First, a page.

She continues, 'In terms of The Refill Coalition’s projects, best-case scenario is further take-up from UK retailers and take-up from European and global retailers and brands. In terms of GoUnpackaged, our position…is we should be looking for an ambitious rate of reuse across all key categories.' 

City to Sea also has bold ambitions. Martin says, 'Our vision is that 30% of packaging will be reusable by 2030. And that's an ask we are making of government.
'And part of our rationale around that is also around tipping points. So, when you get the market moving to around 25 or 30%, you start to get that sense of an overarching movement, where everybody realises this is the way it’s going.

'Of course, our vision is for as much packaging as possible that can be recycled to be recycled. And we think Extended Producer Responsibility is a great step towards supporting the public sector to be able to handle all of the epic amounts of packaging that comes from the market.'

Lambert, on the other hand, is looking for support in her role in the movement. 'We could do with a tonne of support to make our systems more effective and efficient.' 

She says, in an ideal world, the bigger organisations would take the independent refill stores under their wing. 'This isn't about competition. We can’t compete with rock-bottom prices in Aldi…We don’t look at things in that way. We are trying to deliver real community and sustainable value…I don’t know if those things can ever work together.'

Swain feels we have reached the level at which all the 'low hanging fruit' has been picked and now we need to work at picking the 'much better' but much harder-to-reach fruit for the next step in the refill journey. He concludes, 'Reusability is a brilliant idea', but it is going to require some work.

Refill roll-out

Retailer Aldi has rolled out a trial of a new refill system at its store in Solihull, UK © GoUnpackaged

Retailer Aldi has rolled out a trial of a new refi ll system at its store in Solihull, UK, following three years of development with The Refill Coalition. Th is is being followed by an online trial with retailer Ocado.

Th e live trials are supported by Innovate UK’s Smart Sustainable Plastic Packaging Fund as part of Th e Refi ll Coalition.

Partners of the Coalition comprise Aldi, GoUnpackaged, Ocado, Chep (a pallet provider) and Innovate UK. Jointly, they are working on an open-source industry standard, which they believe is the fastest way to scale refill and reduce single-use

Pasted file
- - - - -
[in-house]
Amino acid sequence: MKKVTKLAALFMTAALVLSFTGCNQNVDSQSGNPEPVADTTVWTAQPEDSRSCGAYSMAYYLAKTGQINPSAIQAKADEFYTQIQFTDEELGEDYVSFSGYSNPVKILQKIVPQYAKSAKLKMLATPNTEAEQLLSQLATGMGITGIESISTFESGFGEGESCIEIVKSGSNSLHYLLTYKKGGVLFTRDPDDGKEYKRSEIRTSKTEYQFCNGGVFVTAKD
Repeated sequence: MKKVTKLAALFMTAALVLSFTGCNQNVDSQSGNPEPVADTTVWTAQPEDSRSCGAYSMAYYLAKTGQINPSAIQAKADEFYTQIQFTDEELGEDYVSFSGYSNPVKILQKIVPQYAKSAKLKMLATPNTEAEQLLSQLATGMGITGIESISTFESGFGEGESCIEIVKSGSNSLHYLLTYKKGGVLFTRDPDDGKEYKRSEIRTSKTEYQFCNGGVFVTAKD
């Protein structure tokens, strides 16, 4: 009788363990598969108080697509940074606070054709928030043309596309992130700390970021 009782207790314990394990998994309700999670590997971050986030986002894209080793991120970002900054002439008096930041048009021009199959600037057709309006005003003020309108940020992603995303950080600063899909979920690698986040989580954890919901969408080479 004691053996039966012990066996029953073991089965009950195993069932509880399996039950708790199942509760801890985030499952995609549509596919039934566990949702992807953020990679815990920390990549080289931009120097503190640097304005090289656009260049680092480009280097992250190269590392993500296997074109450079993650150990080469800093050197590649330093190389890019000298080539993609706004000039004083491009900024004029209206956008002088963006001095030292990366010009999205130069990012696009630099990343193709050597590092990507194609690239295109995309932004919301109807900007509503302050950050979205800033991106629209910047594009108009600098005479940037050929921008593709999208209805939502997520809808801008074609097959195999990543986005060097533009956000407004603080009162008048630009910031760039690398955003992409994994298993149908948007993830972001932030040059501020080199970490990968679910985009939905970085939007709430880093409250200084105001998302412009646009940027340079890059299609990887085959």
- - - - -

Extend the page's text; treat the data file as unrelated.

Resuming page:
plastic packaging waste.

The Solihull model is billed to be the first, fully scalable, refill system that:

  • Removes single-use packaging from retailers – both primary and secondary
  • Reinvents the supply chain – removing single-use packaging from the moment goods are produced at the factory to the consumers’ home.

The in-store solution uses reusable bulk dispensers located at a refill station that can be filled and shipped with the product and become the unit that customers can fill up from. Each dispenser has a false front and replaces 24 single-use plastic packs. It is approximately 14.4L.

Customers are invited to bring their own packaging to refill at the station, using an improved easy weighing system, or buy an Aldi container to fi ll up on dry food staples such as cereals, rice, pasta, seeds and dried fruits, as well as household cleaning and personal care products.

When trials commence online (expected for June 2024), consumer-sized vessels are to be prefi lled with product by the supplier and shipped to customers alongside the rest of their Ocado order, then returned to the Ocado driver when empty. Each consumer-sized vessel replaces five single-use plastic packs. It is approximately 3.1L.

The choice of high-density polyethylene (HDPE) for all the vessels was due to supply chain durability. In time, recycled HDPE will be used to comply with the UK’s Plastic Packaging Tax. The choice of material for the bulk dispenser in store means false fronts were added made of Tritan for consumer appeal to ensure all parts of the system were fi t for purpose.

Another design consideration was that the neck needed to be angled for the full decanting of all goods while still enabling efficient filling and cleaning.

It is hoped the dispensers in store will eventually facilitate a tareless weighing system and liquids dispenser, meaning consumers don’t have to weigh their own container before refilling. This is in development for launch in 2025, and it is estimated it will save 550t of single-use plastic a year.